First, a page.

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News of coach killed in Parkland shooting hit former player 'sideways'

As the investigation into the Parkland High School mass shooting continues in South Florida, more people in the Jacksonville, Florida, area with connections to the school are coming forward to talk about the people they lost, including like assistant football coach Aaron Feis.

>> Read more trending news

“Hearing the stories about Coach Feis, it just, it just totally hit me sideways,” Kaden Culpepper said.

Feis is being remembered as a hero after he shielded students from the shooter and was fatally shot. Culpepper spent four years with Feis and said he was not surprised by his heroism. 

“He just brought so much joy to all of us, the whole school. Coach Feis was the man,” he said.

Culpepper moved to Parkland with his mother at a young age. When he got older, he knew he wanted to play football but didn’t have a lot of money for equipment.

“(Feis) said, ‘Don’t even worry about it. I’ll take care of you,’” Culpepper said.

And he meant it.

>> Florida shooting heroes: 3 coaches, teachers gave lives for students

“Taking me to practice, and picking me up for practice and paying every school year for me to play football out of his own pocket,” Culpepper said.

Culpepper said Feis saw potential in everyone and inspired them to do their best, on and off the field.

“He saw something in me and so many of my brothers on the football team that we didn’t even realize. He brought out the fight in us, he brought out the best in us, and he brought out the men in us. If I didn’t meet Coach Feis, and I didn’t play football for him, I wouldn’t be here,” Culpepper said.

Culpepper doesn’t just admire Coach Feis. He also plans to follow in his footsteps, by becoming a teacher and coach.

“Having an idol like Coach Feis, I can do the same thing,” he said.

Tennessee authorities arrest 'King Pin Granny'

Authorities said they have caught the “King Pin Granny” in Tennessee.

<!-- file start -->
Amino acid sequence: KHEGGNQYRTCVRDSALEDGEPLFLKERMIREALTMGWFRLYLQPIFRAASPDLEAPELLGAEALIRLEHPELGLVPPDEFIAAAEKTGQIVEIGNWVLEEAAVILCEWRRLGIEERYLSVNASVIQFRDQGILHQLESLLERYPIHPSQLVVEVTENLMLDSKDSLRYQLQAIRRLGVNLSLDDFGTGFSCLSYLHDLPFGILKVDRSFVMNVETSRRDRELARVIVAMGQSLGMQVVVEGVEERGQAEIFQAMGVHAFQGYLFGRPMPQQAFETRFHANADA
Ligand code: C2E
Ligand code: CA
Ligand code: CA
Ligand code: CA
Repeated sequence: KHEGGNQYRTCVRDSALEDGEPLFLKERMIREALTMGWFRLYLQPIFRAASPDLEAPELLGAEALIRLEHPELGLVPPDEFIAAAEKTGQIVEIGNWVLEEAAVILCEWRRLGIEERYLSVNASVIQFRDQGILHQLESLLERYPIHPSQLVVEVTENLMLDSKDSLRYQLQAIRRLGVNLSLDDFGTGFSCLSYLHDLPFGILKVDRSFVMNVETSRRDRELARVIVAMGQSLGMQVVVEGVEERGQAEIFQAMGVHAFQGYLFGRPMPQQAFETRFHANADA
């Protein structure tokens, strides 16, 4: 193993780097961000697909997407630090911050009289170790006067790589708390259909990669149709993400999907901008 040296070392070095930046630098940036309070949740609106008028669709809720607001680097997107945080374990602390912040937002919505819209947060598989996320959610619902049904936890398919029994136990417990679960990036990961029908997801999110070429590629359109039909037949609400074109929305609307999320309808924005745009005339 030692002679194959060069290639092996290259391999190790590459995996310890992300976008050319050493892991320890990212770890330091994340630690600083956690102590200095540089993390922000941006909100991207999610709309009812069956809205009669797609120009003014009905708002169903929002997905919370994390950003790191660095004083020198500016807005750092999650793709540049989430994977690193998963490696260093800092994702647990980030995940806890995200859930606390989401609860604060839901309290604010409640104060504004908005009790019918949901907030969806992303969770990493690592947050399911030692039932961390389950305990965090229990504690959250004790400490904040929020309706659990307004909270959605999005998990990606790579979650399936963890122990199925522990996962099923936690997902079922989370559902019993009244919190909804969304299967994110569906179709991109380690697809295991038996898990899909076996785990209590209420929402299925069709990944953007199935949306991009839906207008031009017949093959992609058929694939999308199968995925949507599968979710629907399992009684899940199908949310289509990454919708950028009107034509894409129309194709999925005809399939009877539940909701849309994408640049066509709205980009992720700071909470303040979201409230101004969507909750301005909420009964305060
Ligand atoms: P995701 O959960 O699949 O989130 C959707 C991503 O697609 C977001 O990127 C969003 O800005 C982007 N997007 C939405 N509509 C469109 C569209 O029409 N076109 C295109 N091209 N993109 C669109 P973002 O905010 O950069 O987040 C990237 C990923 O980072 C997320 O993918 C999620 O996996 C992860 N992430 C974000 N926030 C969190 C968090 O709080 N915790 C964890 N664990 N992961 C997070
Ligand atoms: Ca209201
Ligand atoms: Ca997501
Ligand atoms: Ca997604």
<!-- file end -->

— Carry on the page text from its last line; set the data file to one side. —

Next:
>> Read more trending news

A 75-year-old woman was arrested Feb. 9 in a large drug bust in Decatur County, police said. Police raided the home of Betty Jean Jordan in Parsons and allegedly confiscated more than 1,000 prescription pills, including morphine, Xanex and Oxycodone, WZTV reported.

Law enforcement officials nicknamed Jordan the “King Pin Granny.” She was charged with three counts of drug manufacturing, delivery, sale and possessoin of schedule II, two counts of possession of a legend drug with intent, possession of a legend drug and evading arrest, WZTV reported.

Jordan was booked in the Decatur County Jail and is free after a $50,000 bond was posted, WZTV reported.

Photos: Pyeongchang Winter Olympics - Day 9

Presidents Day 2018: When is it and how did the holiday get started?

To many Americans, Presidents Day means retail sales and discounts or even a day off, if they’re lucky. But what is the holiday really about?

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Even before then, Washington was revered as one of the most important figures in American history and his birthday became a perennial day of remembrance, according to History.com.

Sen. Steven Wallace Dorsey of Arkansas was the first to propose the federal holiday, and in 1879, President Rutherford B. Hayes signed it into law. Initially, the holiday, called “Washington’s Birthday,” only applied to the District of Columbia. But in 1885, the celebration expanded to include the entire country.

Over the years, some states adopted the holiday to celebrate either Washington or former presidents Abraham Lincoln and Thomas Jefferson.

The day is still officially called “Washington’s Birthday” but it became popularly known as Presidents Day after it was moved as part of 1971’s Uniform Monday Holiday Act, an attempt to help the nation’s workers enjoy more three-day weekends.

It was the first holiday to celebrate the life of an individual American. The next would be Martin Luther King, Jr. Day, which was signed into law in 1983.

Today, Presidents Day is considered a day to celebrate all American presidents, past and present. Around the country, patriotic and historical groups hold events and celebrations and schools often teach students about the accomplishments of American presidents.

Last year, however, thousands of protesters across the country used their Monday off to protest President Donald Trump in “Not My Presidents Day” rallies.